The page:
Self-care is having a moment. From bubble baths, chocolate cake, and wine, my Instagram feed is littered with #selfcaresunday posts with this kind of content. And, don’t get me wrong. Treating ourselves can be self-care. As a mental health professional, I’m excited to see individuals, especially women, focused on taking care of their emotional and mental health. But, it’s not all about indulgence. More often than not, real self-care is the hard work of intentionally removing the things that give us short term relief but create long-term negative consequences to our mental health.
Enter social media. Like many of you, I have a complicated relationship with social. On the one hand, I can keep up with friends and family I don’t see enough. I appreciate the Events tab on Facebook, which has kept me in the loop about local shows, cultural activities, farmers markets, and the like. It’s easy to post to one central location so that my friends and family can keep up with me, too. In fact, many a conversation has started with, “So I saw on Facebook (or Instagram) that you were at (fill in the blank). How was that?”
But, a lot of the time, social media leaves me feeling less-than-fulfilled. Sure, I see friends and family post vacation pictures and their kids’ best moments, but I’m not there to experience that with them. We might exchange brief, shallow pleasantries, but it’s difficult to engage in the deep, meaningful conversations that I crave. After scrolling mindlessly for an hour (or more! Some of us spend up to six hours per day on social!) I’m often left feeling guilty or unsatisfied about not using the time more productively. I feel annoyed about a post sharing inaccurate, false information. And, let’s not forget the infamous political rants that can leave me feeling demoralized about the state of our country for hours afterwards. Social media, with its benefits, can be a toxic place. In fact, 15 million Americans left Facebook this year, citing the constant stream of negative news, rants, and political posts, and stating they needed a mental health break as their reasons for jumping ship.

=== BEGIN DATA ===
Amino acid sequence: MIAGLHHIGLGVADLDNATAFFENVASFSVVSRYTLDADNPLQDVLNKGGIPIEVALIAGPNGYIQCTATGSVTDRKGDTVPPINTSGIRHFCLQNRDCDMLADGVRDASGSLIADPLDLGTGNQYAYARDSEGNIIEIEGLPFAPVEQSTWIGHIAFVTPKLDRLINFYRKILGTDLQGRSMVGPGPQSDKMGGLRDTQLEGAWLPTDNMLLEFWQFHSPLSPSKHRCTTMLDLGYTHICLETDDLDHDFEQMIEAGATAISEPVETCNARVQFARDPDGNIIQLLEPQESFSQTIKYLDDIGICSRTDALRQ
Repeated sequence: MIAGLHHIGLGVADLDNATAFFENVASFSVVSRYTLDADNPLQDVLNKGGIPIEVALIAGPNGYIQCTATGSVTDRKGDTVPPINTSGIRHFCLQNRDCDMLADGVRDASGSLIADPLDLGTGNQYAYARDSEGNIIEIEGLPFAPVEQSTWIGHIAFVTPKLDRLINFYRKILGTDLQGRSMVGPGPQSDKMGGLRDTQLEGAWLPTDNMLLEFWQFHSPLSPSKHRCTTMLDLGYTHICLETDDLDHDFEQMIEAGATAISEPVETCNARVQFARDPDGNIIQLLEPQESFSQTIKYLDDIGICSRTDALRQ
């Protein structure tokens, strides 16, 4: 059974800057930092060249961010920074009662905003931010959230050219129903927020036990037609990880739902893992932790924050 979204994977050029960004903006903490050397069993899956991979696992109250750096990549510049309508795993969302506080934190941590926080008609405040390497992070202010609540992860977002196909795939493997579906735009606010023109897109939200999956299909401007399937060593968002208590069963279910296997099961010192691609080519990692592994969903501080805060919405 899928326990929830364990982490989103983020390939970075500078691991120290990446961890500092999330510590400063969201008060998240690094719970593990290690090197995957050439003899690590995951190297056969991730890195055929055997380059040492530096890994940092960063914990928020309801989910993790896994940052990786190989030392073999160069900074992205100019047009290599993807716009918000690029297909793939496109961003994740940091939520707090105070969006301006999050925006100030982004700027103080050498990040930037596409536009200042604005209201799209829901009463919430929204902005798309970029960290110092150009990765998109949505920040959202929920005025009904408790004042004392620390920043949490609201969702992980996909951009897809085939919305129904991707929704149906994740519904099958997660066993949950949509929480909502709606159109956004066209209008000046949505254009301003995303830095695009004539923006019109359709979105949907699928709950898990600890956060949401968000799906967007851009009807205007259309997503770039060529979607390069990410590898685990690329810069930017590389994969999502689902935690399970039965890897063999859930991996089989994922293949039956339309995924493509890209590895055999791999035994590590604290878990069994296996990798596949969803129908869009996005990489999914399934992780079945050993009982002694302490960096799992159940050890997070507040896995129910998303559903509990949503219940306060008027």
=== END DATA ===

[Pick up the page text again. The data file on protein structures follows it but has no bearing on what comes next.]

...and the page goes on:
In addition to the toxic environment that social media can often create, there are other insidious consequences to engaging in it heavily. It contributes to a more sedentary lifestyle and decreases real-time interactions, both known to contribute to depression. More young people feel ill-equipped to engage socially because most of their interactions take place through a screen. Many people report increased anxiety due to FOMO, the Fear Of Missing Out. Never-ending notifications disrupt our work, sleep, and relationships. Upward social comparison, comparing our worst moments to other people’s best, is particularly damaging for young girls. After all, most of us are sharing our lives through filters, and it becomes easy to forget that others’ feeds are simply a highlight reel of best moments with heavy editing.
The research paints a startling picture. The more time we spend on social media, the more depressed, anxious, and lonely we feel. Maybe we don’t connect our use with those feelings. For those who suffer with mental health issues already, it might be difficult to point to an episode on social media and say that it caused our negative emotions. I’d encourage you to become vigilant about the content you’re consuming and take stock of how you feel immediately before and after being on social media. While I don’t endorse a complete departure from social media because it’s next to impossible in our culture today (though if you are interested in that approach, Cal Newport is someone worth checking out), I do encourage a mindful, deliberate approach to using social media. Here are four strategies to start with.
If you are committed to self-care, consider decreasing your social media use. It will improve your mental health more than the myriad of short-term solutions that are being marketed throughout the wellness industry. Many of us struggle to fit self-care activities in on a regular basis. By giving up social media, you are freeing up your schedule to engage in the things and with the people that really matter. And, that’s real #selfcare.